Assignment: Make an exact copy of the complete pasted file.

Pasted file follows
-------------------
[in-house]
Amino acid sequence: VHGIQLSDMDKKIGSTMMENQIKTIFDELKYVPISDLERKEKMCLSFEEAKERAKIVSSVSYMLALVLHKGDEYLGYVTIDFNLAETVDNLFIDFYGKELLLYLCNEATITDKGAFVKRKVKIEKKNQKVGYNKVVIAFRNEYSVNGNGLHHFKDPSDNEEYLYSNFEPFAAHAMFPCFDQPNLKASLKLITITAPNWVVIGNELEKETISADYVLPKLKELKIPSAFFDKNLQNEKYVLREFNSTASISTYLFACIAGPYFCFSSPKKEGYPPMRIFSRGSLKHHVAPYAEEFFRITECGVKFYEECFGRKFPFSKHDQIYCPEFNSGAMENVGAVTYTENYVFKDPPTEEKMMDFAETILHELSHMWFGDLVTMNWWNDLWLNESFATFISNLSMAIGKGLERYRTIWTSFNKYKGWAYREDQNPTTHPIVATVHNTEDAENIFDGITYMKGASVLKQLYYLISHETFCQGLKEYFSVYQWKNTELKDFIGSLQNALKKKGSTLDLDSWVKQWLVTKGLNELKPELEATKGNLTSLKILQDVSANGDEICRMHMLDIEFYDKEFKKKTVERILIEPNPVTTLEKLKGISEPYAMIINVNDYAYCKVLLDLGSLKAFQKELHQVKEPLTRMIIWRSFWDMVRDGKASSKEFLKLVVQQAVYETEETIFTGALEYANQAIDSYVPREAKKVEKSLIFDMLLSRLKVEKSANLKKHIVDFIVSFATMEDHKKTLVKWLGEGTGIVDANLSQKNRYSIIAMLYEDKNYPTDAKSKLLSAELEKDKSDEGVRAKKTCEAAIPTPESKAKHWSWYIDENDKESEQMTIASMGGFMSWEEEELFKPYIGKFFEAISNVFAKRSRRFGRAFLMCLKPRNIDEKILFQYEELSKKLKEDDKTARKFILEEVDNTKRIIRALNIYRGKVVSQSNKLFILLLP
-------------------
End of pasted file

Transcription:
[in-house]
Amino acid sequence: VHGIQLSDMDKKIGSTMMENQIKTIFDELKYVPISDLERKEKMCLSFEEAKERAKIVSSVSYMLALVLHKGDEYLGYVTIDFNLAETVDNLFIDFYGKELLLYLCNEATITDKGAFVKRKVKIEKKNQKVGYNKVVIAFRNEYSVNGNGLHHFKDPSDNEEYLYSNFEPFAAHAMFPCFDQPNLKASLKLITITAPNWVVIGNELEKETISADYVLPKLKELKIPSAFFDKNLQNEKYVLREFNSTASISTYLFACIAGPYFCFSSPKKEGYPPMRIFSRGSLKHHVAPYAEEFFRITECGVKFYEECFGRKFPFSKHDQIYCPEFNSGAMENVGAVTYTENYVFKDPPTEEKMMDFAETILHELSHMWFGDLVTMNWWNDLWLNESFATFISNLSMAIGKGLERYRTIWTSFNKYKGWAYREDQNPTTHPIVATVHNTEDAENIFDGITYMKGASVLKQLYYLISHETFCQGLKEYFSVYQWKNTELKDFIGSLQNALKKKGSTLDLDSWVKQWLVTKGLNELKPELEATKGNLTSLKILQDVSANGDEICRMHMLDIEFYDKEFKKKTVERILIEPNPVTTLEKLKGISEPYAMIINVNDYAYCKVLLDLGSLKAFQKELHQVKEPLTRMIIWRSFWDMVRDGKASSKEFLKLVVQQAVYETEETIFTGALEYANQAIDSYVPREAKKVEKSLIFDMLLSRLKVEKSANLKKHIVDFIVSFATMEDHKKTLVKWLGEGTGIVDANLSQKNRYSIIAMLYEDKNYPTDAKSKLLSAELEKDKSDEGVRAKKTCEAAIPTPESKAKHWSWYIDENDKESEQMTIASMGGFMSWEEEELFKPYIGKFFEAISNVFAKRSRRFGRAFLMCLKPRNIDEKILFQYEELSKKLKEDDKTARKFILEEVDNTKRIIRALNIYRGKVVSQSNKLFILLLP